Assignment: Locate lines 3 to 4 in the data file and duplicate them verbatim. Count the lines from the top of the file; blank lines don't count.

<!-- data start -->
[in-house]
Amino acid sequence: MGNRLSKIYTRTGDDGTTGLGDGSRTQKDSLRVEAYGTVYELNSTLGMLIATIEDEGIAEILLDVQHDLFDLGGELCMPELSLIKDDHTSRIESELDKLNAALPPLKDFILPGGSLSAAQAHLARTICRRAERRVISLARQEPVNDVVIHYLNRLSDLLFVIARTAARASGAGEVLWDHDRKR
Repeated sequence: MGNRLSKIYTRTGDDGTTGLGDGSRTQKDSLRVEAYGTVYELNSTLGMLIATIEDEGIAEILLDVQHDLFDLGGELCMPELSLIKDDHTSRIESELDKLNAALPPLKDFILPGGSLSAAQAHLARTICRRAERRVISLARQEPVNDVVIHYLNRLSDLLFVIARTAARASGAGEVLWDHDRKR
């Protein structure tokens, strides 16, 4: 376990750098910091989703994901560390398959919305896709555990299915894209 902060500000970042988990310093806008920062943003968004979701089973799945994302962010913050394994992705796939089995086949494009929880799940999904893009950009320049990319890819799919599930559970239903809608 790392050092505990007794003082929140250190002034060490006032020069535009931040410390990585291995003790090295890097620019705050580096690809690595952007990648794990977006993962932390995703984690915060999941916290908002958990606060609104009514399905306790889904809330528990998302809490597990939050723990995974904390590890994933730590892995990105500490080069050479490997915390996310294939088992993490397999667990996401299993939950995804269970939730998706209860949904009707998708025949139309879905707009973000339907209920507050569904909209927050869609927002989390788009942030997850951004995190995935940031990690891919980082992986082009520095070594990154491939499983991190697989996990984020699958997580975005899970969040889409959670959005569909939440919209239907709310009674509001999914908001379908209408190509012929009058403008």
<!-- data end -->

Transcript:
Repeated sequence: MGNRLSKIYTRTGDDGTTGLGDGSRTQKDSLRVEAYGTVYELNSTLGMLIATIEDEGIAEILLDVQHDLFDLGGELCMPELSLIKDDHTSRIESELDKLNAALPPLKDFILPGGSLSAAQAHLARTICRRAERRVISLARQEPVNDVVIHYLNRLSDLLFVIARTAARASGAGEVLWDHDRKR
């Protein structure tokens, strides 16, 4: 376990750098910091989703994901560390398959919305896709555990299915894209 902060500000970042988990310093806008920062943003968004979701089973799945994302962010913050394994992705796939089995086949494009929880799940999904893009950009320049990319890819799919599930559970239903809608 790392050092505990007794003082929140250190002034060490006032020069535009931040410390990585291995003790090295890097620019705050580096690809690595952007990648794990977006993962932390995703984690915060999941916290908002958990606060609104009514399905306790889904809330528990998302809490597990939050723990995974904390590890994933730590892995990105500490080069050479490997915390996310294939088992993490397999667990996401299993939950995804269970939730998706209860949904009707998708025949139309879905707009973000339907209920507050569904909209927050869609927002989390788009942030997850951004995190995935940031990690891919980082992986082009520095070594990154491939499983991190697989996990984020699958997580975005899970969040889409959670959005569909939440919209239907709310009674509001999914908001379908209408190509012929009058403008």